The Price of True Contradictions About the World

  • Jonas R. Becker ArenhartEmail author
Part of the Trends in Logic book series (TREN, volume 47)


We examine an argument advanced by Newton C. A. da Costa according to which there may be true contradictions about the concrete world. This is perhaps one of the few arguments advancing this kind of thesis in full generality in the context of a scientifically-oriented philosophy. Roughly put, the argument holds that contradictions in the concrete world may be present where paradoxes require controversial solutions, solutions which in general are radically revisionary on much of the body of established science. We argue that the argument may be successfully challenged in the face of the actual practice of science; as a consequence, commitment to true contradictions about the world may be correctly dismissed as unnecessary, at least if the route to contradictions is the one advanced in the argument. We finish by highlighting a parallel between da Costa’s argument and another typical dialetheist argument by Graham Priest to the effect that paradoxes of self-reference are true contradictions.



We would like to thank two anonymous referees for their constructive criticisms and comments which helped to improve the paper.


  1. 1.
    Ardourel, V. 2015. A discrete solution for the paradox of Achilles and the tortoise. Synthese 192 (9): 2843–2861.CrossRefGoogle Scholar
  2. 2.
    Arenhart, J.R.B. 2012. Ontological frameworks for scientific theories. Foundations of Science 17: 339–356.CrossRefGoogle Scholar
  3. 3.
    Arenhart, J.R.B., and D. Krause. 2016. Contradiction, quantum mechanics, and the square of opposition. Logique et Analyse 59 (235): 301–315.Google Scholar
  4. 4.
    Barker, S., and M. Jago. 2012. Being positive about negative facts. Philosophy and Phenomenological research 85: 117–138.CrossRefGoogle Scholar
  5. 5.
    Beall, J. C. 2004. Introduction: At the intersection of truth and falsity. In The Law of Non-Contradiction: New Philosophical Essays, ed. G. Priest, J.C. Beall, and B. Armour-Garb, 1–19. Oxford: Clarendon Press.Google Scholar
  6. 6.
    Beall, J.C. 2009. Spandrels of truth. Oxford: Oxford University Press.CrossRefGoogle Scholar
  7. 7.
    Berto, F. 2012. How to rule out things with words: Strong paraconsistency and the algebra of exclusion. In New waves in philosophical logic, ed. G. Restall, G. K. Russell, 169–189. New York: Palgrave Macmillan.CrossRefGoogle Scholar
  8. 8.
    Bobenrieth, A. 2007. In Paraconsistency and the Consistency or Inconsistency of the World, ed. J.Y. Béziau, W. Carnielli, and D. Gabbay, Handbook of Paraconsistent Logic, 493–512. London: College Publications.Google Scholar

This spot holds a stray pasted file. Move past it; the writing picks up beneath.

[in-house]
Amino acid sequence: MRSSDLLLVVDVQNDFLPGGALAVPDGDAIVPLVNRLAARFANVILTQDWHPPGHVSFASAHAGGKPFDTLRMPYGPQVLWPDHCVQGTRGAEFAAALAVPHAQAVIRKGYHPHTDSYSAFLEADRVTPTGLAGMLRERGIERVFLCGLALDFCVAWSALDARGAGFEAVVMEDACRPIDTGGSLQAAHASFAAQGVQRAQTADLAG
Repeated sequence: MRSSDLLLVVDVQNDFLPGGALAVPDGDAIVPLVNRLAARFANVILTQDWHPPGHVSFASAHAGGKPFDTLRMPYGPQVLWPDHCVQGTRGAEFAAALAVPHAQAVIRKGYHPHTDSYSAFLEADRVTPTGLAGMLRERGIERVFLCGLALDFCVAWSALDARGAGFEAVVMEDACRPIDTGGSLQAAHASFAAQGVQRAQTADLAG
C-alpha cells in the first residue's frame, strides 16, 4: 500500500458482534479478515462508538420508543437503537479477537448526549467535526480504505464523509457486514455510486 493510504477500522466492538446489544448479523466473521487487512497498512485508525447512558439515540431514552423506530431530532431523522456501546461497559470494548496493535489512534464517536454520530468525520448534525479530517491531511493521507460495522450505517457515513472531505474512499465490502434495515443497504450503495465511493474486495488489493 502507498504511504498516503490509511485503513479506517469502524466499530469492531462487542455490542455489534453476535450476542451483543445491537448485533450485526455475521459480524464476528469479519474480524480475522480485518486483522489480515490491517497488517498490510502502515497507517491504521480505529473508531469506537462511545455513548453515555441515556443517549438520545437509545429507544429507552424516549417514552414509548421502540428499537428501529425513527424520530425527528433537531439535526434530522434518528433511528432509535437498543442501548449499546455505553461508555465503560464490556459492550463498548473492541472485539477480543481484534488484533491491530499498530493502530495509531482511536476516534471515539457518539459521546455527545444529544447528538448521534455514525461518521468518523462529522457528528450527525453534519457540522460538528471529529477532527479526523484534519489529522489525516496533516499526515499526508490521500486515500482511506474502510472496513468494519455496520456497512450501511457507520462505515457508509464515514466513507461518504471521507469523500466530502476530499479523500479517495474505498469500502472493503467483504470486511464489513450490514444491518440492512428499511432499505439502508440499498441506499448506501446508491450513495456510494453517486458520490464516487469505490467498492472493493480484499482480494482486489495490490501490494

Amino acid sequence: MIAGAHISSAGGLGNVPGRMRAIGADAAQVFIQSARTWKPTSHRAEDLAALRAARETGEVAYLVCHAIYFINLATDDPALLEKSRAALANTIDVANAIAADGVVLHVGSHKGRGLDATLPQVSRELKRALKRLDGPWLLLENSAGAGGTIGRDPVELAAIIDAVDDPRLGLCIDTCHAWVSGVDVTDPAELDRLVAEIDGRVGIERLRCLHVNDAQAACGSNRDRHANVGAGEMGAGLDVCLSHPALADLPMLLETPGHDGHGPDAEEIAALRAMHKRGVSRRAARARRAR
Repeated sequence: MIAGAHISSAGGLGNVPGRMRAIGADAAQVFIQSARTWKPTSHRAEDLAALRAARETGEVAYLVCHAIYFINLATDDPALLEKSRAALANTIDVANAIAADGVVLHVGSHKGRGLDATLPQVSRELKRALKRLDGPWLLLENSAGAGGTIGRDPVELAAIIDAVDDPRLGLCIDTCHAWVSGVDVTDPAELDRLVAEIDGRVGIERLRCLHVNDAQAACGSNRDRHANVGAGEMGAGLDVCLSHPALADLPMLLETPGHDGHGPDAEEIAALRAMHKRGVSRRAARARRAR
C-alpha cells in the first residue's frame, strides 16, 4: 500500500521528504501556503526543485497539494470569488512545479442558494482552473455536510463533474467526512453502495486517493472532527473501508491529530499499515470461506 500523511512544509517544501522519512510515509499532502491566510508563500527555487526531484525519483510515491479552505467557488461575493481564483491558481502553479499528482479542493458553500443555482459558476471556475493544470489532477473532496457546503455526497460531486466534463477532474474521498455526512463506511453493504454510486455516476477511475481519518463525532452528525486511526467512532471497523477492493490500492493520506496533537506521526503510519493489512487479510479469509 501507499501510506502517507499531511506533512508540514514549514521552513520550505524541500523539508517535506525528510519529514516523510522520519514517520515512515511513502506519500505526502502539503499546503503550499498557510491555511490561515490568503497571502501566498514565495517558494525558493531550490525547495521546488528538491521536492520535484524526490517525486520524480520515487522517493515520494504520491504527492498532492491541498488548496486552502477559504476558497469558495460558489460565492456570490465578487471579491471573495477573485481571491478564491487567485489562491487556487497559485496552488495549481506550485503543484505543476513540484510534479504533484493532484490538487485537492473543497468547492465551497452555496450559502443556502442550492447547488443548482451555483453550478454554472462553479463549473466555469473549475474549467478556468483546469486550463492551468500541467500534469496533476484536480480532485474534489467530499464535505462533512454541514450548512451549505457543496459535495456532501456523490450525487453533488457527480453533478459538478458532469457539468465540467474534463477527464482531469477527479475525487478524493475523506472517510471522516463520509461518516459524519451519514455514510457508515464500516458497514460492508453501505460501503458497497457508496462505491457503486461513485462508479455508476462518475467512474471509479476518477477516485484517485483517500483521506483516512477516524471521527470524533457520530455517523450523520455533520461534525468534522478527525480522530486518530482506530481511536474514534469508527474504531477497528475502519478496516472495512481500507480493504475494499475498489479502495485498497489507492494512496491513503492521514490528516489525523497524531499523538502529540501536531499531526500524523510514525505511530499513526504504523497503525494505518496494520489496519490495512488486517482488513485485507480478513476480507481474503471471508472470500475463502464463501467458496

9. 9.
    da Costa, N.C.A. 1997. Logiques Classiques et Non Classiques. Essai sur les fondements de la logique. Paris: Masson.Google Scholar
  10. 10.
    da Costa, N.C.A. 2002. Logic and Ontology. Principia 6 (2): 279–298.Google Scholar
  11. 11.
    da Costa, N.C.A., and C. de Ronde. 2013. The paraconsistent logic of superpositions. Foundations of Physics 43 (7): 845–858.CrossRefGoogle Scholar
  12. 12.
    Deguchi, Y., J.L. Garfield, and G. Priest. 2013. The contradictions are true – and it’s not out of this world! a response to Takashi Yagisawa. Philosophy East and West 63 (3): 370–372.CrossRefGoogle Scholar
  13. 13.
    de Ronde, C. 2015. Modality, potentiality, and contradiction in quantum mechanics. In New Directions in Paraconsistent Logic, ed. J.-Y. Béziau, M. Chakraborty, and S. Dutta, 249–265. New Delhi: Springer.CrossRefGoogle Scholar
  14. 14.
    Grim, P. 1991. The Incomplete Universe: Totality, Knowledge, and Truth. Cambridge: MIT Press.Google Scholar
  15. 15.
    Horsten, L. 2015. One hundred years of semantic paradox. Journal of Philosophical Logic 44: 681–695.CrossRefGoogle Scholar
  16. 16.
    Mares, E. D. 2004. Semantic dialetheism. In The Law of Non-Contradiction: New Philosophical Essays, ed. G. Priest, J.C. Beall, and B. Armour-Garb, 264–275. Oxford: Clarendon Press.Google Scholar
  17. 17.
    Michael, M. 2016. On a most telling argument for paraconsistent logic. Synthese 193 (10): 3347–3362.CrossRefGoogle Scholar
  18. 18.
    Morganti, M., and T.E. Tahko. 2017. Moderately naturalistic metaphysics. Synthese 194 (7): 2557–2580.CrossRefGoogle Scholar
  19. 19.
    Morrison, M. 2011. One phenomenon, many models: inconsistency and complementarity. Studies in History and Philosophy of Science 42: 342–351.CrossRefGoogle Scholar
  20. 20.
    Mosterín, J. 2011. The role of consistency in empirical science. Manuscrito: revista internacional de filosofia 34(1):293–305.CrossRefGoogle Scholar
  21. 21.
    Priest, G. 1998. What is so bad about contradictions? The Journal of Philosophy 95 (8): 410–426.CrossRefGoogle Scholar
  22. 22.
    Priest, G. 2006. In Contradiction: A Study of the Transconsistent, 2nd ed. Oxford: Oxford University Press.CrossRefGoogle Scholar
  23. 23.
    Priest, G. 2006. Doubt Truth to be a Liar. Oxford: Oxford University Press.Google Scholar
  24. 24.
    Priest, G. 2014. Contradictory concepts. In Logic, Reasoning, and Rationality, ed. E. Weber, D. Wouters, and J. Meheus, 197–215. Berlin: Springer.Google Scholar
  25. 25.
    Priest, G., and R. Routley. 1989. The philosophical significance and inevitability of paraconsistency. In Paraconsistent Logic: Essays on the Inconsistent, ed. G. Priest, R. Routley, and J. Norman, 483–537. Munich: Philosophia Verlag.Google Scholar
  26. 26.
    Tahko, T. 2009. The law of non-contradiction as a metaphysical principle. Australasian Journal of Logic 7: 32–47.CrossRefGoogle Scholar

Copyright information

© Springer Nature Switzerland AG 2018

Authors and Affiliations

  1. 1.Federal University of Santa CatarinaFlorianópolisBrazil

Personalised recommendations